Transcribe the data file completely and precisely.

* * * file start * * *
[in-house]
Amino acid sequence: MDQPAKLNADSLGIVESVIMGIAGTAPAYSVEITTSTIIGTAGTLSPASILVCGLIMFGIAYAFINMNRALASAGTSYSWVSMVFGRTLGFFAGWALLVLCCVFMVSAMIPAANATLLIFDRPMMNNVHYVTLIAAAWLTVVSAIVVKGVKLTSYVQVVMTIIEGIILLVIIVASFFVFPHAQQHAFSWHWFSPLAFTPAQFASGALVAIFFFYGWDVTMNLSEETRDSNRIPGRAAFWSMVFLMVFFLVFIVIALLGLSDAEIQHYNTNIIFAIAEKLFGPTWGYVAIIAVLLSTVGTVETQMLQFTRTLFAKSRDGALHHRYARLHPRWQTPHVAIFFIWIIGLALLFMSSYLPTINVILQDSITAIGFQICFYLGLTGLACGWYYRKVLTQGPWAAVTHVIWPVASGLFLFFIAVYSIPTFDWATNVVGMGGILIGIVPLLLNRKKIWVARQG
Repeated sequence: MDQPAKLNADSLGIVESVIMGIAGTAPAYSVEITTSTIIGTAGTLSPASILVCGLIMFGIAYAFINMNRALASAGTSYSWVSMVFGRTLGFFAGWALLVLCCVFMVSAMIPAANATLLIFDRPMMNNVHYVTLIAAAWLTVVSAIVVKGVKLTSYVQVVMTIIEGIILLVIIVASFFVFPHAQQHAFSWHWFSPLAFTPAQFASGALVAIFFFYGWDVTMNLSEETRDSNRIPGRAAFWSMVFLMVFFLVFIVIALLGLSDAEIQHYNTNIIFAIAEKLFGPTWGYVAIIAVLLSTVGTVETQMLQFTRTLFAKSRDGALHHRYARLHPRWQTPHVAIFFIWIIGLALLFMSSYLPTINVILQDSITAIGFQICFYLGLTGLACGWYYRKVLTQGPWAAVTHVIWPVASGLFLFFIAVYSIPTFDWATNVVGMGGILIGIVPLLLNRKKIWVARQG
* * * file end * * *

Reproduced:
[in-house]
Amino acid sequence: MDQPAKLNADSLGIVESVIMGIAGTAPAYSVEITTSTIIGTAGTLSPASILVCGLIMFGIAYAFINMNRALASAGTSYSWVSMVFGRTLGFFAGWALLVLCCVFMVSAMIPAANATLLIFDRPMMNNVHYVTLIAAAWLTVVSAIVVKGVKLTSYVQVVMTIIEGIILLVIIVASFFVFPHAQQHAFSWHWFSPLAFTPAQFASGALVAIFFFYGWDVTMNLSEETRDSNRIPGRAAFWSMVFLMVFFLVFIVIALLGLSDAEIQHYNTNIIFAIAEKLFGPTWGYVAIIAVLLSTVGTVETQMLQFTRTLFAKSRDGALHHRYARLHPRWQTPHVAIFFIWIIGLALLFMSSYLPTINVILQDSITAIGFQICFYLGLTGLACGWYYRKVLTQGPWAAVTHVIWPVASGLFLFFIAVYSIPTFDWATNVVGMGGILIGIVPLLLNRKKIWVARQG
Repeated sequence: MDQPAKLNADSLGIVESVIMGIAGTAPAYSVEITTSTIIGTAGTLSPASILVCGLIMFGIAYAFINMNRALASAGTSYSWVSMVFGRTLGFFAGWALLVLCCVFMVSAMIPAANATLLIFDRPMMNNVHYVTLIAAAWLTVVSAIVVKGVKLTSYVQVVMTIIEGIILLVIIVASFFVFPHAQQHAFSWHWFSPLAFTPAQFASGALVAIFFFYGWDVTMNLSEETRDSNRIPGRAAFWSMVFLMVFFLVFIVIALLGLSDAEIQHYNTNIIFAIAEKLFGPTWGYVAIIAVLLSTVGTVETQMLQFTRTLFAKSRDGALHHRYARLHPRWQTPHVAIFFIWIIGLALLFMSSYLPTINVILQDSITAIGFQICFYLGLTGLACGWYYRKVLTQGPWAAVTHVIWPVASGLFLFFIAVYSIPTFDWATNVVGMGGILIGIVPLLLNRKKIWVARQG